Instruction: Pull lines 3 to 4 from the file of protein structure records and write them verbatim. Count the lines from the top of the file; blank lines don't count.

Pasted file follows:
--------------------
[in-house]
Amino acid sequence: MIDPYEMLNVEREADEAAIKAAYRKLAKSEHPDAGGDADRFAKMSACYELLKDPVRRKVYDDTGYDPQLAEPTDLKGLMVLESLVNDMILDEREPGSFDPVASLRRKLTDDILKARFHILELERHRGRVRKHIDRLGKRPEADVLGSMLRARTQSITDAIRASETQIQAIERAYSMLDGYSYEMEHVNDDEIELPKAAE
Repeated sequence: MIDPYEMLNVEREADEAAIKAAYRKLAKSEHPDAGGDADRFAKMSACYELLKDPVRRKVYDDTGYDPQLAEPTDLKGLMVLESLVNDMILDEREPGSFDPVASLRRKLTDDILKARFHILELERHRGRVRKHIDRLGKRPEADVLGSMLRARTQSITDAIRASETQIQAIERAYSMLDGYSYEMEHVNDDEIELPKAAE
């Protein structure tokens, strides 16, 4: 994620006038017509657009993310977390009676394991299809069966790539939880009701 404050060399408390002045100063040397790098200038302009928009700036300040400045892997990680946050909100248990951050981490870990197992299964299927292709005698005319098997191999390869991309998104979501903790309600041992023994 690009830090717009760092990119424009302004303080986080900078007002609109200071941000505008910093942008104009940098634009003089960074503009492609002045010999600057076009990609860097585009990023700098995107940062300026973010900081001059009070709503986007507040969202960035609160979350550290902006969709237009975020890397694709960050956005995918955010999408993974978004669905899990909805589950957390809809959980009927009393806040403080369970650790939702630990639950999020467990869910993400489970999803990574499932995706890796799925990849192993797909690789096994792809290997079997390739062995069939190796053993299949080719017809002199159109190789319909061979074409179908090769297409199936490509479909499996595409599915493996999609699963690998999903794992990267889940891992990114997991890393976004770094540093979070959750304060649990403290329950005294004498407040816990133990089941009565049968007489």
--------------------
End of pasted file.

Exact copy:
Repeated sequence: MIDPYEMLNVEREADEAAIKAAYRKLAKSEHPDAGGDADRFAKMSACYELLKDPVRRKVYDDTGYDPQLAEPTDLKGLMVLESLVNDMILDEREPGSFDPVASLRRKLTDDILKARFHILELERHRGRVRKHIDRLGKRPEADVLGSMLRARTQSITDAIRASETQIQAIERAYSMLDGYSYEMEHVNDDEIELPKAAE
């Protein structure tokens, strides 16, 4: 994620006038017509657009993310977390009676394991299809069966790539939880009701 404050060399408390002045100063040397790098200038302009928009700036300040400045892997990680946050909100248990951050981490870990197992299964299927292709005698005319098997191999390869991309998104979501903790309600041992023994 690009830090717009760092990119424009302004303080986080900078007002609109200071941000505008910093942008104009940098634009003089960074503009492609002045010999600057076009990609860097585009990023700098995107940062300026973010900081001059009070709503986007507040969202960035609160979350550290902006969709237009975020890397694709960050956005995918955010999408993974978004669905899990909805589950957390809809959980009927009393806040403080369970650790939702630990639950999020467990869910993400489970999803990574499932995706890796799925990849192993797909690789096994792809290997079997390739062995069939190796053993299949080719017809002199159109190789319909061979074409179908090769297409199936490509479909499996595409599915493996999609699963690998999903794992990267889940891992990114997991890393976004770094540093979070959750304060649990403290329950005294004498407040816990133990089941009565049968007489």